You’re stuck. In the 2016 presidential election, both the Democratic and Republican candidates seem to rub you, like many Americans, the wrong way. But luckily, the options on the ballot don’t end there.
President George Washington warned against “the baneful effects of the spirit of Party” in his farewell address, so despite the fact that the United States has developed a two party system, forming Third Parties to advance the specific issues is a common American practice. The Libertarian Party, Green Party and Constitution Party among others have nominated candidates for president along with the countless Independents campaigning. If you’re among the Americans who don’t want to cast a vote for Republican Donald Trump or Democrat Hillary Clinton, staying home on Election Day isn’t the answer. A Third Party or Independent candidate could be the perfect fit for you.
Gary Johnson (Libertarian Party)
One of the most prominent of the Third Parties is currently the Libertarian Party, which advocates for lower taxes, expanding personal liberties and an overall small government. The party’s convention nominated Gary Johnson at the annual convention in late May, and to complete his place on the ballot, he chose Bill Weld, his biggest competition in his primary race, as his potential VP. From 1994 to 2003, former-businessman Johnson governed New Mexico by vetoing over 750 bills and earning himself the reputation of being extremely fiscally conservative. In fact, Johnson has been credited the “most conservative candidate in this [presidential] race” by RedState even though he does not identify as a conservative in his political endeavors. If elected to office, Johnson plans to balance the country’s budget, establish term limits, limit the government’s regulation of personal liberty and defend America abroad against danger. To see Johnson’s full plan, visit this site.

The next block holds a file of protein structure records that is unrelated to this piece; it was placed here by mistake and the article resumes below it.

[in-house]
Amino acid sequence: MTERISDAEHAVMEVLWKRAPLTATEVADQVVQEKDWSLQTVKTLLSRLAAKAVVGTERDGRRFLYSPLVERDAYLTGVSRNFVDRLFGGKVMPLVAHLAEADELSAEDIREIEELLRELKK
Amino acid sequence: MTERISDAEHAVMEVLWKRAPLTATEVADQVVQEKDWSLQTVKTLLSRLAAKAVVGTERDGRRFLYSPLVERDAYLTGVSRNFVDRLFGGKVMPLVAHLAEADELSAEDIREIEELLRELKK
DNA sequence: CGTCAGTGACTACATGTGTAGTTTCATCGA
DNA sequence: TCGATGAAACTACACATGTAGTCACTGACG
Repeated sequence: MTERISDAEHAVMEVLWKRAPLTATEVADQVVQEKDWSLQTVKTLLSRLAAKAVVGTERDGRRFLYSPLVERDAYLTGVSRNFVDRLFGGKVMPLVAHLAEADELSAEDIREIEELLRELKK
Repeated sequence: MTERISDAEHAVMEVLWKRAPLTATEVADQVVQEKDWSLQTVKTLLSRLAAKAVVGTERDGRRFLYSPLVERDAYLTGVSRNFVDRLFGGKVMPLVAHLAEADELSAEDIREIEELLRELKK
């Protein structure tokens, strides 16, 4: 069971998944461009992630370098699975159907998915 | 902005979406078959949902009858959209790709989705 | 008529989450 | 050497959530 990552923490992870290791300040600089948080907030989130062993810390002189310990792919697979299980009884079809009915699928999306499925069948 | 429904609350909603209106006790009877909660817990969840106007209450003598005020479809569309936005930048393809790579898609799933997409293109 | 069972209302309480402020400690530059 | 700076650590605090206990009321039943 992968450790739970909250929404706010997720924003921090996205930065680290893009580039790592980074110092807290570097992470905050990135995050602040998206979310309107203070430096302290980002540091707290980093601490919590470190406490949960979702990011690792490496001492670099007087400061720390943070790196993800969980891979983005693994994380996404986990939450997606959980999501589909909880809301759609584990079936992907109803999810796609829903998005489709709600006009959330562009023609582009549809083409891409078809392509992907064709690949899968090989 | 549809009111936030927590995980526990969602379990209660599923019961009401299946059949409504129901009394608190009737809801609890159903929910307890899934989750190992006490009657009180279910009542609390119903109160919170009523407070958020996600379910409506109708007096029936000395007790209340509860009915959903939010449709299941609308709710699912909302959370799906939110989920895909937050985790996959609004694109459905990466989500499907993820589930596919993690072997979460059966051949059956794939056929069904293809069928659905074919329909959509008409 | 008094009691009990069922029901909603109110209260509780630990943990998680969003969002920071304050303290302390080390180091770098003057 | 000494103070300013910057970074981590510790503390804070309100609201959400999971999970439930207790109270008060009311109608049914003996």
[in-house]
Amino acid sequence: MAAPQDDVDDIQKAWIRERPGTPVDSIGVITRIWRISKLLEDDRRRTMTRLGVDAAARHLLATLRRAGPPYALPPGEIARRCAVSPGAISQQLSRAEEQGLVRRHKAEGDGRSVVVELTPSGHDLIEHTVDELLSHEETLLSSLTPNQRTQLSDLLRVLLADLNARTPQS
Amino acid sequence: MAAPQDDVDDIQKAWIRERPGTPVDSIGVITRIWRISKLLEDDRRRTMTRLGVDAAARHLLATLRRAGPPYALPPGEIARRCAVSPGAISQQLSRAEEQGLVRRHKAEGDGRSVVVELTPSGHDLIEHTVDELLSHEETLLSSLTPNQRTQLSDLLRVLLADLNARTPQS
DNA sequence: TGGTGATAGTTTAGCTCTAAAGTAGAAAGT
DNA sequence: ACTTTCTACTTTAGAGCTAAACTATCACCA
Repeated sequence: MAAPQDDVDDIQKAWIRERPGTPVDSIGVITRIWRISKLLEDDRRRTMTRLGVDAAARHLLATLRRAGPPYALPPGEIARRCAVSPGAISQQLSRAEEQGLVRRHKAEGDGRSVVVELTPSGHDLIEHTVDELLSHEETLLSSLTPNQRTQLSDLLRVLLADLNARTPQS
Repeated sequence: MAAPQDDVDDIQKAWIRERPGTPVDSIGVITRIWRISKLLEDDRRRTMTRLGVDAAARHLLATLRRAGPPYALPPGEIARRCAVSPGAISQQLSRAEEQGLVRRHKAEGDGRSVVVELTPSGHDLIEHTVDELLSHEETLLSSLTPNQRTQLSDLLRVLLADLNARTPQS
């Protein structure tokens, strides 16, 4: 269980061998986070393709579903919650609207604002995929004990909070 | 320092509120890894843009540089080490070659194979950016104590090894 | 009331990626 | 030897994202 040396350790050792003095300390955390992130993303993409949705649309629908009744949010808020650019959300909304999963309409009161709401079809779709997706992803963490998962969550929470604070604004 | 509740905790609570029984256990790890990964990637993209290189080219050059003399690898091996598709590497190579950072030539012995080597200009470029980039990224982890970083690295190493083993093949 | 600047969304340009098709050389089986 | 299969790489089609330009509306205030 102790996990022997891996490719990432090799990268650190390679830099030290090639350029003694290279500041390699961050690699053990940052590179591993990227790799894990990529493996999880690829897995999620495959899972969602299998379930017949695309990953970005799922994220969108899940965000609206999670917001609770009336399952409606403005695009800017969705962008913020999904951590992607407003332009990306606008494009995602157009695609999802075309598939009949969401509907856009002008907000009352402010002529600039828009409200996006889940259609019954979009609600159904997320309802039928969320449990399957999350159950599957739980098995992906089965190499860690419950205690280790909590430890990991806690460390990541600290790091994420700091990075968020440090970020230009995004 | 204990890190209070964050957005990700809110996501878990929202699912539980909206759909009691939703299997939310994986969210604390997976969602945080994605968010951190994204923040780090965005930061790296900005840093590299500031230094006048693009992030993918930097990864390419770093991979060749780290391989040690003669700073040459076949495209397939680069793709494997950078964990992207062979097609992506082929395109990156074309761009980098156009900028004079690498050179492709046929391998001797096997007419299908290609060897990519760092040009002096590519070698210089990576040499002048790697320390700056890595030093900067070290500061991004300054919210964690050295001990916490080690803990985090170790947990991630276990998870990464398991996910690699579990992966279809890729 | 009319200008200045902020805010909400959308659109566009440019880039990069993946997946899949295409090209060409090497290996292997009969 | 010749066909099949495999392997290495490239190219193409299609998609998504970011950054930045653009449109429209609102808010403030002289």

Jill Stein (Green Party)
Although her candidacy will not be official until after the Green Party convention in early August, physician Jill Stein has all but clinched the nomination and named a vice president. Having run in the 2012 Presidential Race, Stein is not new to politics and activism, and currently--this will, of course, change in the general election with Hillary Clinton as the Democratic nominee-- holds the record for most votes for a female candidate in the presidential general election. Previously, Stein has also represented the Green-Rainbow Party in a race against Republican Mitt Romney for Massachusetts governor as well as a 2004 State Representative race and an election for Secretary of State in 2006. Stein advocates for the environment as a “human right,” an end to poverty, an increase in living-wage jobs, universal healthcare and education through universities and a halt to climate change. To view Stein’s platform and perspective on various issues, visit her campaign site here.
Darrell Castle (Constitution Party)
The Constitution Party’s Darrell Castle and VP candidate Scott Bradley are both strict adherents to the Constitution and if elected, plan to defend the rights given to Americans in the document’s words. A Marine Corps veteran from the Vietnam War, Castle currently resides in Tennessee, where he works as an attorney and political activist. His firm, Darrell Castle and Associates, opened in 1984 and has since focused on bankruptcy and personal injury cases. In 2008, Castle ran as Constitution presidential candidate Chuck Baldwin’s VP and has served the Constitution Party in various ways. As a president, Castle would adhere to the words of the Constitution, withdraw from the United Nations, end the Federal Reserve and protect private property. For more developed stances on issues, visit Castle’s presidential election site here.
Even if the two major candidates don’t represent you or your views, voting is your civic duty, and therefore it’s imperative that you find a Third Party or Independent candidate to complete your ballot. Maybe your one vote won’t determine the outcome of the election, but in the United States of America, we have the opportunity to represent our beliefs easily and often, so the act of voting should never be taken for granted.
Lead Image: Kelley Minars via Flickr Creative Commons